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Author Topic: [Memory Quest] grand theft masterpiece; first contact  (Read 5355 times)
David Berg

Posts: 997

« on: March 17, 2011, 06:14:59 AM »

Two nights ago, I got to try Memory Quest for the first time.  It was definitely a unique social experience.  I've never had a roleplaying session like it.

It worked extremely well.  Much of the credit goes to the fact that we had a super-fun group of people who play together regularly.  I think trust issues would ruin this game.  But, whatever; trust issues will ruin a lot of RPGs.  I gotta say I'm pretty happy with this.

Matt opted to be the Agent Player, while Marsha, Mendez and I played the Whispers.  Matt sat on the end of one couch, Mendez and I sat on the opposite end of another couch, and Marsha pulled up a chair, her back to Matt, so she could huddle with me and Mendez.

Mission One

Matt started narrating, we all started whispering about him, and it was really fun for us to guess what he might be up to.  After a little while of talking without getting any feedback or even much eye contact, Matt worried that he wasn't being listened to.  Fortunately, this went away as soon as we started throwing Obstacles at him.

Matt's narration was slower and more detailed than I'd expected.  I enjoyed it, and loved that it gave me time to think before he'd gotten too far.  But at the same time, I was worried: "Oh fuck, he's gonna take 2 hours on this mission, and then when we kick him back to square one, he's gonna be pissed."

Anyway, the Whispers rolled like shit, turned up way too many "no reminder, 1 damage" results, and Matt only collected 2 Reminders before completing his mission on the penultimate Activity box.  His sequence went:
You can see that between his 2nd and 3rd steps (the *s), he did some probing (S,W), and we hit him with a bunch of Obstacles (3 Os to get through).  In the process, he took 7 damage.  He got pretty gunshy about interacting with the Reminder opportunities we threw at him -- just the kind of mixed signal I was hoping for.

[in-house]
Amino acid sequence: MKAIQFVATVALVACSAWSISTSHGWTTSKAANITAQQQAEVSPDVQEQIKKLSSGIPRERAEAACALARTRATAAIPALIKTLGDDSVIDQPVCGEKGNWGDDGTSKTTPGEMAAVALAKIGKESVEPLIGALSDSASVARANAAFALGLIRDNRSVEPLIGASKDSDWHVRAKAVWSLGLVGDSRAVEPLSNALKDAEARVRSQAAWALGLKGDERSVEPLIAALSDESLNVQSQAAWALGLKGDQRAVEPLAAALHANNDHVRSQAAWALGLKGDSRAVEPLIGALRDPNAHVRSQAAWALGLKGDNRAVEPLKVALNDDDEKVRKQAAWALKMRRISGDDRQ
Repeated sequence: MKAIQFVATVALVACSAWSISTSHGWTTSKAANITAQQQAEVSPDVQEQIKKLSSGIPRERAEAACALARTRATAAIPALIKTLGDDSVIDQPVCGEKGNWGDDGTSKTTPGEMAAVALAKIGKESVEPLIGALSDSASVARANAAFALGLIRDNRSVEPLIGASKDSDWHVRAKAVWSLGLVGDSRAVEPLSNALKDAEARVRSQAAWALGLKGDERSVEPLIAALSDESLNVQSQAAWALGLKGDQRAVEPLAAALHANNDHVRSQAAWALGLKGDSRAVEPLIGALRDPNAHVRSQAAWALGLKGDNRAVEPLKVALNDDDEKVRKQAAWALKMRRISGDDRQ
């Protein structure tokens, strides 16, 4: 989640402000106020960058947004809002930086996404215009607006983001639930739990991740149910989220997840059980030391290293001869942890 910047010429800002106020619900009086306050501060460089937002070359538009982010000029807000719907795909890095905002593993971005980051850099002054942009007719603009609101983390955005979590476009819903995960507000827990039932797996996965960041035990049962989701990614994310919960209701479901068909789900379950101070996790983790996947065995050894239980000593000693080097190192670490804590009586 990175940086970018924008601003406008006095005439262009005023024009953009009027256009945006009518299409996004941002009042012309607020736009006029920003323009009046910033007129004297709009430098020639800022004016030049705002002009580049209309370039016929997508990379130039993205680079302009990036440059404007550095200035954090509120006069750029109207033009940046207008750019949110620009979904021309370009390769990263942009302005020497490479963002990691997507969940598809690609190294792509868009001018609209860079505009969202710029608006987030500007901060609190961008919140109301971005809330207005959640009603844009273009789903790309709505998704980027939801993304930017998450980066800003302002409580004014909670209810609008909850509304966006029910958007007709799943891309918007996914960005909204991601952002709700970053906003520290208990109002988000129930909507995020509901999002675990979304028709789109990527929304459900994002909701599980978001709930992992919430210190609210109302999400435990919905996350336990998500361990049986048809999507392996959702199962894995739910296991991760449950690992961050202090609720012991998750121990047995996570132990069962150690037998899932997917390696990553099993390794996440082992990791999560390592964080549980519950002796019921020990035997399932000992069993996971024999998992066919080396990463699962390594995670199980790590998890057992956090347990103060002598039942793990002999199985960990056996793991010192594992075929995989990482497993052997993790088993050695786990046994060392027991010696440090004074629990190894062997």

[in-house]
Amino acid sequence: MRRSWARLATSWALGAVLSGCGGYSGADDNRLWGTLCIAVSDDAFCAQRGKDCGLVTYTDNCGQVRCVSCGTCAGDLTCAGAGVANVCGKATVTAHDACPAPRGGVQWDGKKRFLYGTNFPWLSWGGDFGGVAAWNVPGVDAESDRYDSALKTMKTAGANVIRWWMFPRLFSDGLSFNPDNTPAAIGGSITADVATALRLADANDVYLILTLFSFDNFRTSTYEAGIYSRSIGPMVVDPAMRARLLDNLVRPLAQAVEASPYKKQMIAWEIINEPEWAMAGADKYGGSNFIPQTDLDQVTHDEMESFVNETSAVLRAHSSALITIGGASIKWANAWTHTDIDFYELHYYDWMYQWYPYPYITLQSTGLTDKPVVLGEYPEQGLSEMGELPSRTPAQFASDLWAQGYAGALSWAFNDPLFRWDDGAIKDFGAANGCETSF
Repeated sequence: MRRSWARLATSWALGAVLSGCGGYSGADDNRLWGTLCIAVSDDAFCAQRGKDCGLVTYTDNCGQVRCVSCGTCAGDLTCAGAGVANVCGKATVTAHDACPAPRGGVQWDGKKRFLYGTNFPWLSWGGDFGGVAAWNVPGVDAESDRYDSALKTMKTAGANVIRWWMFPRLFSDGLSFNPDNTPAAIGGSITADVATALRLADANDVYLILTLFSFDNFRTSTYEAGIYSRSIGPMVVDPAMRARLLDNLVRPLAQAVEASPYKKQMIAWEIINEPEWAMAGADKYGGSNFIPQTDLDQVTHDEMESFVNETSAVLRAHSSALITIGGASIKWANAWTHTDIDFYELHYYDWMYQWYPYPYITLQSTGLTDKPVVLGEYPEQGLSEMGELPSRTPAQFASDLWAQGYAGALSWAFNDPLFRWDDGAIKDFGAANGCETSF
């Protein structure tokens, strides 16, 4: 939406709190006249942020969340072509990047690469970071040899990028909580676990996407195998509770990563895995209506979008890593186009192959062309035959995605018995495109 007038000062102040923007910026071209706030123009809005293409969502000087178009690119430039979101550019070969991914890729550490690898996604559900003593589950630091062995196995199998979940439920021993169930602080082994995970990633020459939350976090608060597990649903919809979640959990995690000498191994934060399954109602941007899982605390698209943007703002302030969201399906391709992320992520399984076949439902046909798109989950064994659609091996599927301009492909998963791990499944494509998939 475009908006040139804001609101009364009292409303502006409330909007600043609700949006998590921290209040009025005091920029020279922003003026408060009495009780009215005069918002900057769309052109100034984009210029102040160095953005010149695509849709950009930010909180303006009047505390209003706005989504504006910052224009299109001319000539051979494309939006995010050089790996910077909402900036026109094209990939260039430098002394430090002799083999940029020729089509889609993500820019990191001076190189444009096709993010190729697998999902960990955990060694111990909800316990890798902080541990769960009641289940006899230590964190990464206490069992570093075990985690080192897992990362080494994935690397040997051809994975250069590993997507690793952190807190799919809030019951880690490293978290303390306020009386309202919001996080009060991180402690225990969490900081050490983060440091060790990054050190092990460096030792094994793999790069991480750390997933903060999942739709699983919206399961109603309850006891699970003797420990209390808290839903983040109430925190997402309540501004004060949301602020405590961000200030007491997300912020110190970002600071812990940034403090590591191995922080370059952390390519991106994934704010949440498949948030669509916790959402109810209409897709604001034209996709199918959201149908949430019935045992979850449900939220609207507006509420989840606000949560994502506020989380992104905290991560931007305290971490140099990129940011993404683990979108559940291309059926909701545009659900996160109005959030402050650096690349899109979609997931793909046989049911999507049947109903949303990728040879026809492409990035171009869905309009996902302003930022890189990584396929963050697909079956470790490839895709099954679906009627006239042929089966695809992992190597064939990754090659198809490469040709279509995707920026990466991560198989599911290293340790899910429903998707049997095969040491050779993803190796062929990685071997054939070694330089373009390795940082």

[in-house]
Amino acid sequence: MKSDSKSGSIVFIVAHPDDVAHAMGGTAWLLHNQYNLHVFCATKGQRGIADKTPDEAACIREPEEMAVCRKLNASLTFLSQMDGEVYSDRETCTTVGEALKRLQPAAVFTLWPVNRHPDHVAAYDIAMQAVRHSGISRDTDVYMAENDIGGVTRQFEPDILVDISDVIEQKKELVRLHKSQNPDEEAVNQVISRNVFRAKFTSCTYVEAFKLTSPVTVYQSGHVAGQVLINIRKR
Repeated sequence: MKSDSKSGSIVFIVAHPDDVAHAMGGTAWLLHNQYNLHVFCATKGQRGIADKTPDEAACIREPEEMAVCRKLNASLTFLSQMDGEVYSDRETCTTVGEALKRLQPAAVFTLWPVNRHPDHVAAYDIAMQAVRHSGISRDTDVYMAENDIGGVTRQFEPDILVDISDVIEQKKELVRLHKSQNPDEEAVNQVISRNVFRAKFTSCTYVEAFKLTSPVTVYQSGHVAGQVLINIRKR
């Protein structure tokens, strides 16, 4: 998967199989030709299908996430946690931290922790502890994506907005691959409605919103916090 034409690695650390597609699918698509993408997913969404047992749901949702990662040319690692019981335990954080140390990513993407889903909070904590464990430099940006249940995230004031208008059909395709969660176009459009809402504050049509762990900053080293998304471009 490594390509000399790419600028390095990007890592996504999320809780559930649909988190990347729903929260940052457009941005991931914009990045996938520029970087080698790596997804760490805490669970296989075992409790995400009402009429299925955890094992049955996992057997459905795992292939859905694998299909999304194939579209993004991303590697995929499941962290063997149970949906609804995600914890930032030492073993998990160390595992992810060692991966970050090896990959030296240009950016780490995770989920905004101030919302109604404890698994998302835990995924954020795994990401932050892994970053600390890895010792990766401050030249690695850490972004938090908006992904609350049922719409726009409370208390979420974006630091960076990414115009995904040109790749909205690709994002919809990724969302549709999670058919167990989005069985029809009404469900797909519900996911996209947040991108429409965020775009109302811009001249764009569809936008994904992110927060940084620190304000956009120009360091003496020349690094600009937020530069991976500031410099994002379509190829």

(Best moment: Matt smuggled his replica painting into the museum inside a fake Vermeer, which the Whispers co-opted as a reminder: "You see your children in the painting!  Do you want to look closer?"  We wanted it to be touching and grabby.  Matt: "Hell no!"  Haha!  Apparently it was more creepy!)

So Matt stole the Mona Lisa, replaced it with a fake, and smuggled it across the border.  There was no "approaching Nemesis" narration at the end because (a) he'd forgotten the *s and had checked of 11 boxes, not 15, and (b) while the Whispers easily got the hang of interjecting Obstacles, throwing in Nemesis color was far messier, tending to bring out a traditional player-GM RPG back-and-forth.  It was fun, but would have derailed the game if I hadn't stopped it.

Matt announced completion of his mission.  The Whispers all huddled as I found the key line in the text, which we delivered in unison, "You wake up in the morning.  Where are you?"